In early November 2010, as the Federal Reserve began to weigh whether the nation’s biggest financial firms were healthy enough to return money to their shareholders, a top regulator bluntly warned: Don’t let them.
“We remain concerned over their ability to withstand stress in an uncertain economic environment,” wrote Sheila Bair, the head of the Federal Deposit Insurance Corp., in a previously unreported letter obtained by ProPublica.
The letter came as the Fed was launching a “stress test” to decide whether the biggest U.S. financial firms could pay out dividends and buy back their shares instead of putting aside that money as capital. It was one of the central bank’s most critical oversight decisions in the wake of the financial crisis. “We strongly encourage” that the Fed “delay any dividends or compensation increases until they can show” that their earnings are strong and their assets sound, she wrote. Given the continued uncertainty in the markets, “we do not believe it is the right time to allow transactions that will weaken their capital and liquidity positions.”
Four months later, the Federal Reserve rejected Bair’s appeal. In March 2011, the Federal Reserve green-lighted most of the top 19 financial institutions to deliver tens of billions of dollars to shareholders, including many of their own top executives. The 19 paid out $33 billion in the first nine months of 2011 in dividends and stock buy-backs.
The Fed allowed the largest financial firms to pay out $33 billion to shareholders last year, money they won't have to cushion themselves if a new crisis hits. That $33 billion is money that the banks don’t have to cushion themselves – and the broader financial system – should the euro crisis cause a new recession, tensions with Iran flare into war and disrupt the oil supply, or another crisis emerge.
This is the first in-depth account of the Fed’s momentous decision and the fractious battles that led to it. It is based on dozens of interviews, most with people who spoke on condition of anonymity, and on documents, some of which have never been made public. By examining the decision, this account also sheds light on the inner workings of one of the most powerful but secretive economic institutions in the world.The Federal Reserve contends it assessed the health of the banks rigorously and made the right decisions. The central bank says the primary purpose of the stress test was to assess the banks’ ability to plan for their capital needs. The Fed allowed only the healthiest banks to return capital — and they are still not paying anything like the proportion of profits that they distributed in the boom years. And it says the stress test covered only one year. Regulators say they can revisit their decisions if the economic picture turns bleaker.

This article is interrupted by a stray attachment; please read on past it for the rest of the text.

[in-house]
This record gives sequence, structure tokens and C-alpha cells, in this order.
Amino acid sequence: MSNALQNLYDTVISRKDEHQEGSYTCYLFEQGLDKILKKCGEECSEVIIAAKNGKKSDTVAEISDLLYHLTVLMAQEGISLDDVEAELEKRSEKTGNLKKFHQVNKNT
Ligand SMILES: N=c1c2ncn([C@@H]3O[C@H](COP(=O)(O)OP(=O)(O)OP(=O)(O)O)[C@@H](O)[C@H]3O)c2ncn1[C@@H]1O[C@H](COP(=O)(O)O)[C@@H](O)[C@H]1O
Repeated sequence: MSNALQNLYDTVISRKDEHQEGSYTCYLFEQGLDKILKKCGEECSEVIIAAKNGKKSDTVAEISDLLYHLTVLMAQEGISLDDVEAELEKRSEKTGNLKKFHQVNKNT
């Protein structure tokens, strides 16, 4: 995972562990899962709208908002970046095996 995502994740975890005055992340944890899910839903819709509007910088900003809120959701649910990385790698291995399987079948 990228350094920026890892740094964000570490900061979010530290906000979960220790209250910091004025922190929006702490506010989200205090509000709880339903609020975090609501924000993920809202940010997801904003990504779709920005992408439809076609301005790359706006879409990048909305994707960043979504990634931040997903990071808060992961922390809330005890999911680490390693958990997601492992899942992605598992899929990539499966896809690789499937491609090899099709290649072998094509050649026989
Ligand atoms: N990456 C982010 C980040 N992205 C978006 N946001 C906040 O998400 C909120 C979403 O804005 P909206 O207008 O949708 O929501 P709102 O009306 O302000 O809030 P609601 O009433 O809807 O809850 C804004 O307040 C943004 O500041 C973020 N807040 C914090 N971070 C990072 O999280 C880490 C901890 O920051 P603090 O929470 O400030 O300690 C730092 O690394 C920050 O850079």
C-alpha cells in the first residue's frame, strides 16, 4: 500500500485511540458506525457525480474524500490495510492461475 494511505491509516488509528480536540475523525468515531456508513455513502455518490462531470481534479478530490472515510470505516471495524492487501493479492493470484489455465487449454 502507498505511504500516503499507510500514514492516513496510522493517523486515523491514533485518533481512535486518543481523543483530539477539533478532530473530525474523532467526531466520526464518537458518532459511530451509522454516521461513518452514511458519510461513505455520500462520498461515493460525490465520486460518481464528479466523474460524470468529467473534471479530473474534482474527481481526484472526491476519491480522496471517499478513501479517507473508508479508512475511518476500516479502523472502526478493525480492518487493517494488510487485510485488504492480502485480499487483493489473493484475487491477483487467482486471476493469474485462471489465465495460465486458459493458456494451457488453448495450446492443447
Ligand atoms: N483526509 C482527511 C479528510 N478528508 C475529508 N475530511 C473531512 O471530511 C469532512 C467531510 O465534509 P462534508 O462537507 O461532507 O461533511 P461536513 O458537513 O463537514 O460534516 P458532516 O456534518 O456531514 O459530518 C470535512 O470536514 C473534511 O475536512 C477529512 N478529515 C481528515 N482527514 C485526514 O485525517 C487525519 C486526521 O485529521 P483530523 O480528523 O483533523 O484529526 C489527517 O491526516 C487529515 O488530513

Most important, Fed officials argue that the biggest financial institutions still added $52 billion in capital to their balance sheets in 2011 despite raising dividends or buying back stock. The top 19 financial firms had a 10.1 percent capital ratio by the end of the third quarter of 2011, using the measure that regulators primarily look at, nearly double what they had in the first quarter of 2009.
But a wide range of current and former Federal Reserve officials, other banking regulators and experts either criticized the decision to allow dividend payments and stock buy-backs then, or consider it a mistake now. Among their reasons: Allowing banks to return capital to shareholders weakened American banks’ ability to withstand a major shock. Whether they are too weak remains debated, but dividends and buy-backs matter. From 2006 through 2008, the top 19 banks paid $131 billion in dividends to shareholders, according to SNL Financial. When the financial crisis hit, the banks were weak in large part because they didn’t have those billions. Indeed, in the fall of 2008, the government invested about $160 billion in the top banks.
Today, the European economic and banking crisis, which was looming when the Fed made its decision, continues to threaten the economy. Unemployment in the U.S. remains persistently high, and the housing market fell almost 5 percent last year, according to CoreLogic, a financial information firm.
American banks are suffering metastasizing liabilities from the U.S. foreclosure crisis. A recent settlement with almost all states’ attorneys general covered only part of those costs, leaving many banks bleeding cash to cover legal costs of the robo-signing scandal and other problems related to the housing crisis.
Once banks start paying dividends, it’s difficult for a regulator to get them to stop without panicking investors. Indeed, building investor confidence was one reason the Fed allowed dividends. But by that measure, it failed: This past November, ratings agency Standard & Poor’s downgraded most of the biggest American banks, and financial stocks in the S&P 500 plummeted more than 18 percent in 2011, though they have since bounced back a little.